Viewing entries tagged
Detroit

Detroit Urban Development and Communication with a Drone


Recently while assembling a project in Detroit Michigan, I came across some videos utilizing a consumer drone to document parts of the city.  They are truly gorgeous.  This particular one below documents the Heidelberg Project, an neighborhood-wide art installation by Tyree Guyton.  

I've been a fan of the Heidelberg Project since my days in art school, when I learned that Tryee was using his method of found-object art construction to highlight the excessive needs and attention of his neighborhood. Adjacent to the abandoned Packard plant, and situated among endless blocks of abandoned buildings, Tryree constructed the Heidelberg project as an act of beautification, neighborhood protest, and empowerment.  For many years people were outraged by his actions, but as it brought attention to the landscape, one could argue that the Heidelberg Project has been an important catalyst for change, now that Detroit is on an upswing.  If you cannot view the embedded video, find it here.




Recently a series of arsons have been consuming this urban installation. Rumors abound regarding the motive and source of the fires and investigations on on-going.  The drone footage captures the landscape just before the most recent fire.

I've theorized in the past how drones could be used by urban planners, yet the documentation of Heidelberg illuminates a new, and fairly simple prospect.  

It is difficult to convey the qualitative, intangible feeling of vast spaces.  While photography and film has the ability to convey strong emotion, it does not necessarily have the means to do connect a viewer to an entire neighborhood.  The power of shaped and empty space is the ability make a person feel large, small, connected, or alone. Standard videography does not effectively transfer the essence of space to a viewer.  Yet perhaps this is a new opportunity for drones.

When I watch the video above, irregardless of any music, I get a sense of the atmosphere, I get a sense of the weather, and I get a glimpse of what it is like to move through the installation.  I get an idea what it is like to participate with the space, from the physical perspective of a small child, as a grown adult, or even perhaps from within the imagination of Tyree, who arguably has a more concrete vision of the installation than anyone.  He knows its details yet can see the large picture of interlocking pieces.  As a viewer and participant, we can eventually acquire an equally sophisticated relationship with the space, but to transmit this relationship is a challenge.  The drone imagery does not solve that problem, yet it may get us a step closer toward communicating the ethereal.  Perhaps drones will do more than cause new problems, perhaps they will give us the chance to be one step closer of experiencing the multilayered syntax of place.  That is a powerful thing.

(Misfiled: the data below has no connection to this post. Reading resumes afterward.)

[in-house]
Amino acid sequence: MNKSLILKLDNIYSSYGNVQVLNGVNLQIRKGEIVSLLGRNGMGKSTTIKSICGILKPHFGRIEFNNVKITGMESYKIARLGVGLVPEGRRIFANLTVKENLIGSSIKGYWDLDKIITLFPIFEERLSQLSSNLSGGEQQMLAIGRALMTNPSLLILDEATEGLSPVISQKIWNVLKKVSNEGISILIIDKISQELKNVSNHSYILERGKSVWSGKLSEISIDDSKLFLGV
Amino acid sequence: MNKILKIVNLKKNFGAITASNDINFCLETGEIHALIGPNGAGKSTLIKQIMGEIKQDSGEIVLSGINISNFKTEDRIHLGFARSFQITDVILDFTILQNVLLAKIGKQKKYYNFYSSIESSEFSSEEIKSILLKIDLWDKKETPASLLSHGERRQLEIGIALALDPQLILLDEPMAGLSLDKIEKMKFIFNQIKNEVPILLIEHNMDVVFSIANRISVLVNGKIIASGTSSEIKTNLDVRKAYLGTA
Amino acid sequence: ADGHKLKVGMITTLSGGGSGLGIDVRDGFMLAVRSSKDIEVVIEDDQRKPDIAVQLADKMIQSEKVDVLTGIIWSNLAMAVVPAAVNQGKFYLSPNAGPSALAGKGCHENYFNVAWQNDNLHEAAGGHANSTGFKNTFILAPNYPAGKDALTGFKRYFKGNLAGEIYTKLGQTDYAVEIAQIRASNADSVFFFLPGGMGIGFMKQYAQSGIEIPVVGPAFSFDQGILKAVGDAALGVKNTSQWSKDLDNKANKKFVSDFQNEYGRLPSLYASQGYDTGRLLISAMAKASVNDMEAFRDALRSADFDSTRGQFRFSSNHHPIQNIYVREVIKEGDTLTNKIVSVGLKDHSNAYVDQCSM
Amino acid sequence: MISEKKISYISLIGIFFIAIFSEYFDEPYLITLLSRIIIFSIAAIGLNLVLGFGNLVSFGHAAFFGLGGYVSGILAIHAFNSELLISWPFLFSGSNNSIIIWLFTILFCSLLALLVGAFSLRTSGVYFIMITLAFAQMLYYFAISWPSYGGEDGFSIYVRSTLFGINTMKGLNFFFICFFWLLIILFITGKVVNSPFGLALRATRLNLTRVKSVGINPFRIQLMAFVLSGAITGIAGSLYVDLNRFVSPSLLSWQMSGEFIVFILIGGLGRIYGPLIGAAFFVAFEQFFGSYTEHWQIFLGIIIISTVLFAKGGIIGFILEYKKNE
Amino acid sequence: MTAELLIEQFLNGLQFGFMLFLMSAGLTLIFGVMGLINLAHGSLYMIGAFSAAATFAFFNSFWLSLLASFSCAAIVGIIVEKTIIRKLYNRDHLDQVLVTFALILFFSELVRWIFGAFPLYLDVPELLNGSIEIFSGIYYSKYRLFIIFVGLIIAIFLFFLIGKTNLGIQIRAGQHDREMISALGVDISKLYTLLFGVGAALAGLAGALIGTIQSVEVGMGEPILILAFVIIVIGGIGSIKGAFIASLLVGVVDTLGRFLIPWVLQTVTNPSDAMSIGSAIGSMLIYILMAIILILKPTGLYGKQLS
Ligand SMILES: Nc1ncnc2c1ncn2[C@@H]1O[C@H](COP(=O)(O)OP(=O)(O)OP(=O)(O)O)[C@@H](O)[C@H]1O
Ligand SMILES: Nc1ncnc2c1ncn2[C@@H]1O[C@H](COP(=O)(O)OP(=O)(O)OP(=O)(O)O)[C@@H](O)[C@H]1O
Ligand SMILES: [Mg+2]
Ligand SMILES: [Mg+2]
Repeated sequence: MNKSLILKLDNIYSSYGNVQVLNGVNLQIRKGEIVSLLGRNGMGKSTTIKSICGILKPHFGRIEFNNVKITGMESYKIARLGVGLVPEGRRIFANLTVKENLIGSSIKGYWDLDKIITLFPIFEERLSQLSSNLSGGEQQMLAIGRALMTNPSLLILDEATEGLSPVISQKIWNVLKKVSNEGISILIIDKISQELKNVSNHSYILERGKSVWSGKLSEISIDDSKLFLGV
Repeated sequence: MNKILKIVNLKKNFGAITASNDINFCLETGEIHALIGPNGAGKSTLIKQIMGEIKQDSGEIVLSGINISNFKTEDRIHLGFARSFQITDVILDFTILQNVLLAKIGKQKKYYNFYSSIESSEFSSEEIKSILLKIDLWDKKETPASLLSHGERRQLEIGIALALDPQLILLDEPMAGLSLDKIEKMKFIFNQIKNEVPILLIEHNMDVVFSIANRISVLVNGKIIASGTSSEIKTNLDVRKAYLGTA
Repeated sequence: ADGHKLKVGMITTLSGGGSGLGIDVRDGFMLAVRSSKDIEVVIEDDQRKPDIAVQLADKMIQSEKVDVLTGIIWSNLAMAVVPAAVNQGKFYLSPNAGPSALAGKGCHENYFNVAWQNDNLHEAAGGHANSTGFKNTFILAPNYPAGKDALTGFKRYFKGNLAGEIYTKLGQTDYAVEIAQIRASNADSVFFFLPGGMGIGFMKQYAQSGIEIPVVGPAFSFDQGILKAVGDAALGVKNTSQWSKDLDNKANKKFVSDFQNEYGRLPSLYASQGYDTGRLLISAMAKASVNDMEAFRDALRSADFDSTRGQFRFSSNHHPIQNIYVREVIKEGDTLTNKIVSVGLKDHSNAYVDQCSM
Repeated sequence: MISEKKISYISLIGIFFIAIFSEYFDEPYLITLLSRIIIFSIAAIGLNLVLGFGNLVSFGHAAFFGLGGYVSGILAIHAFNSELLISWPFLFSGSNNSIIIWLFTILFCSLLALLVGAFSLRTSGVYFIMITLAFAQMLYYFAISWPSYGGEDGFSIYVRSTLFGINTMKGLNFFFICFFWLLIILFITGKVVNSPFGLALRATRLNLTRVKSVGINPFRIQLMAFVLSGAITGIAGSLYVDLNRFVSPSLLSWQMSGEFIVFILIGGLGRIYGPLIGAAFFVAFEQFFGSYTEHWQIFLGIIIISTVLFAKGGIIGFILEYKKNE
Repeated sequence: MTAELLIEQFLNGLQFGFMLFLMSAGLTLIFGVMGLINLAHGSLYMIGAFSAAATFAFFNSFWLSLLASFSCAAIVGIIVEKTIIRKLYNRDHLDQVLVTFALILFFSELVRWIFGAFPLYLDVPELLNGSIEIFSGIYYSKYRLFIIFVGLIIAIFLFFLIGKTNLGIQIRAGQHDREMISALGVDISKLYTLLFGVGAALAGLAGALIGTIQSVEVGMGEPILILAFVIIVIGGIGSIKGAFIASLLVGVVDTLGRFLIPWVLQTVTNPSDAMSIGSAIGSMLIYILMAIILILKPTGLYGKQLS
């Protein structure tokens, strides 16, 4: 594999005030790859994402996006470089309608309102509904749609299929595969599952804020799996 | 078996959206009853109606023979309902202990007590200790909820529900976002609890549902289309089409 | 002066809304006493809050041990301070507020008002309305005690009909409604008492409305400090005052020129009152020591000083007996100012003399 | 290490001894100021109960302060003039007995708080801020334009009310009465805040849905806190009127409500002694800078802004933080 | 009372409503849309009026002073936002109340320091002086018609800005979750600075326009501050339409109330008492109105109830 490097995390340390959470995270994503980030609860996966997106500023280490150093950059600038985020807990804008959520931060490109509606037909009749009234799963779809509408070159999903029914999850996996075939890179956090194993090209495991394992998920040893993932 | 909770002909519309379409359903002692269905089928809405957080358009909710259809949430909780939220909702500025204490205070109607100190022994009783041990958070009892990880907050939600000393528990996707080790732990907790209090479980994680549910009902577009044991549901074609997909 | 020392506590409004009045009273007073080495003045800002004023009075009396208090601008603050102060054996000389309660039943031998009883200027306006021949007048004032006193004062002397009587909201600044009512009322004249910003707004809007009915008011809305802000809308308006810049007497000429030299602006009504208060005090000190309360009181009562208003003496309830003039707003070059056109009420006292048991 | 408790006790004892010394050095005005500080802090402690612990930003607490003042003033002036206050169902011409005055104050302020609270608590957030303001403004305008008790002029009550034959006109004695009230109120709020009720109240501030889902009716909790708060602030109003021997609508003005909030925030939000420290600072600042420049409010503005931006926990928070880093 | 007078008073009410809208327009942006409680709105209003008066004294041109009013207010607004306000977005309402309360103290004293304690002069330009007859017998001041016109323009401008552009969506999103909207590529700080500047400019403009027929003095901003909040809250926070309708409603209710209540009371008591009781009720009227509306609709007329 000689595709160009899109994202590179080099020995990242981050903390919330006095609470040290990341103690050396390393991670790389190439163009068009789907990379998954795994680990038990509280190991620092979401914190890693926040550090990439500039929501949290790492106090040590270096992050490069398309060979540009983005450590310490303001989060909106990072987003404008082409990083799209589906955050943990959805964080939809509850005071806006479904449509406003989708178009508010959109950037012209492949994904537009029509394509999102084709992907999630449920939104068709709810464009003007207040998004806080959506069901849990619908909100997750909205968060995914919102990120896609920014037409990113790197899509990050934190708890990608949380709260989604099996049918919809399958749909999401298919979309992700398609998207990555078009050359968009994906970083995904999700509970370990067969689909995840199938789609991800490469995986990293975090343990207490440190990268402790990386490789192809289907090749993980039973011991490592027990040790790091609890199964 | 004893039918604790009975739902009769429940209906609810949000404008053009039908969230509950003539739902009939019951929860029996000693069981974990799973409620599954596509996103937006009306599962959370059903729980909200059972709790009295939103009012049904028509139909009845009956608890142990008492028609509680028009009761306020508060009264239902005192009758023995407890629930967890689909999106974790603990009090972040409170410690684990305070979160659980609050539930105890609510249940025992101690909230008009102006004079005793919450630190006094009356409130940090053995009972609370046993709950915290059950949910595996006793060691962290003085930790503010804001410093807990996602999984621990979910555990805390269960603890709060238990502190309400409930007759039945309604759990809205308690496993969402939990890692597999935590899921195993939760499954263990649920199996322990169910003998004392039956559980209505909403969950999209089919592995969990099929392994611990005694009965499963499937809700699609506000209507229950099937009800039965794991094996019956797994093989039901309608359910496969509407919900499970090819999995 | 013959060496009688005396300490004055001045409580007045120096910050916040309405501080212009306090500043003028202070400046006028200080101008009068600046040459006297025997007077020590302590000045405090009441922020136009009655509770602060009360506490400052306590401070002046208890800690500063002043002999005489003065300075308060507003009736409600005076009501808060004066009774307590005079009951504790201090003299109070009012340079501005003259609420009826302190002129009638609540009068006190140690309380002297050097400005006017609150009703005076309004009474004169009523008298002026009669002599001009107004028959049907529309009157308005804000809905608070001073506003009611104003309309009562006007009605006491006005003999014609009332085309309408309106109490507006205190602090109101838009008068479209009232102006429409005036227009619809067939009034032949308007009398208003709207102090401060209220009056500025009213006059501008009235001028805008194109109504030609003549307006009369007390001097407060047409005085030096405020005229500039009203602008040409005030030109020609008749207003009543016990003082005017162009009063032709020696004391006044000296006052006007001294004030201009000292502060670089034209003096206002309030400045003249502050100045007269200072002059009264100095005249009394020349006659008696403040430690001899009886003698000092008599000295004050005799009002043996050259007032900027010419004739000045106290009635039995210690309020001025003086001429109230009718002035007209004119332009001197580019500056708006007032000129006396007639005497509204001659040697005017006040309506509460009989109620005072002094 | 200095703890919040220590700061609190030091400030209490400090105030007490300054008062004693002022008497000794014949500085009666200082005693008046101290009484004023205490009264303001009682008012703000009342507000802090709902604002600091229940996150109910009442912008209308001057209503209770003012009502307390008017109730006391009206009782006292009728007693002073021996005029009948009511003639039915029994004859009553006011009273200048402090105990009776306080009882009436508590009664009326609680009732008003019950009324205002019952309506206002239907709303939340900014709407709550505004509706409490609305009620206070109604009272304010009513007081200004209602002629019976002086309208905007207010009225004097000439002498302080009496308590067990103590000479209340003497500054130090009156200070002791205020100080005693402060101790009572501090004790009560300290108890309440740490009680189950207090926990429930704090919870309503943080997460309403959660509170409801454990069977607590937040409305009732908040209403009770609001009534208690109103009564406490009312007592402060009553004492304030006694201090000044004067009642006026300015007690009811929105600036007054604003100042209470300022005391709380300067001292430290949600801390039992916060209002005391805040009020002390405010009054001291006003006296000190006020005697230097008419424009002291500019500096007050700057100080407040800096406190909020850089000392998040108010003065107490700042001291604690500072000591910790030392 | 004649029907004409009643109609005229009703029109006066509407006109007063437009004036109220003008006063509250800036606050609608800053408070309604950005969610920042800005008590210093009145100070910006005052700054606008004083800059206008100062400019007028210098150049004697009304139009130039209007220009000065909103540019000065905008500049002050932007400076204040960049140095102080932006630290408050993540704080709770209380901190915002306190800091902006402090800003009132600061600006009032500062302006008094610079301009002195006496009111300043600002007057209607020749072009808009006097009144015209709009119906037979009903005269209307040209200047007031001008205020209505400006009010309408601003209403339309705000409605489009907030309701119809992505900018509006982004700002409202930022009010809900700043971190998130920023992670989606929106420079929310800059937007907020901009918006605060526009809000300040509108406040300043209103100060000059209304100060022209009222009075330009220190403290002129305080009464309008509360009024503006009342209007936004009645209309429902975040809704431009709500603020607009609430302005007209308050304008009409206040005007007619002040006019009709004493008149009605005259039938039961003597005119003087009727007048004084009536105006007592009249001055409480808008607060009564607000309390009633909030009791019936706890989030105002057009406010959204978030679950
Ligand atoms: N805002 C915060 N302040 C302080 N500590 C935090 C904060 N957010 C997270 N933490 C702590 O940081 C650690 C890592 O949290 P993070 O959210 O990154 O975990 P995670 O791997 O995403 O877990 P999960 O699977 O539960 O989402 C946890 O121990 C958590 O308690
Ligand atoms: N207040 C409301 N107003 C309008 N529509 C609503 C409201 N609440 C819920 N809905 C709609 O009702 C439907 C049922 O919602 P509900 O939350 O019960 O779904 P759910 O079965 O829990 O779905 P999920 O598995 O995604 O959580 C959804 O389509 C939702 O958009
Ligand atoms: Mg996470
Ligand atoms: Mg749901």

Detroit: Between the Rustbelt and the Warzone

Right now I am in Detroit MI, and today, the City of Detroit filed for bankruptcy and has an estimated 18-20 billion dollars of debt.  So what can be done about that?

Post-Industrial Detroit.  Photo: Sutika Sipus 2013. 
Throughout my education and experience in urban planning, my entire focus has been urban conflict and cities faced with extreme poverty.   Today I'm in Detroit MI,  investigating the ways that such a city may benefit from lessons of cities with seemingly worse conditions.   All things considered, Detroit really isn't so bad off when compared to a city like Kandahar, but as an American metropolis it definitely stands alone.  In addition to the largest city to file for bankruptcy in the history of the US, Detroit is also the ranked the most dangerous city in America by the FBI for the year 2013.  It has a rate 2,137 homicides per 100,000 people.  

The city has a population slightly above 701,000 people. With an average of 2.75 people per household, 36% of the Population lives below "poverty level" meaning that approximately 90,000 households (out of 254,000) have an income only between $15,000 and $19,000 per year.   And 35% of the land is vacant, so that means average distribution would show every square mile of property containing at least one family below poverty level.  The takeaway is that no matter where you stand in Detroit, you will see someone struggling to survive.  Of course distributions are never even, and smaller groups tend to control the bulk of the wealth, leaving a much bleaker landscape.

There is also an excess of political infighting among council members.  The city has a new charter.  It can't afford to pay the retirement packages to former employees.   They current Mayor, Dave Bing, said he has had enough and is stepping down.  The previous Mayor, Kwame Kilpatrick, is in federal court for a slew of abuses.

So now what?

There is the option for a massive top-down overhaul of the city, but how often are city planners and governments capable of jumpstarting cities from crisis?  Afghanistan and Iraq are direct evidence that all of the expertise on the matter is severely limited, and even if a Marshal-plan amount of money were available, it doesn't mean it will solve the problem.

In many ways, filing for bankruptcy was an excellent move so that the city can focus on paying out the billions of dollars on bonds it owes.  But this single action won't alone solve the problem. Creative solutions are in high demand.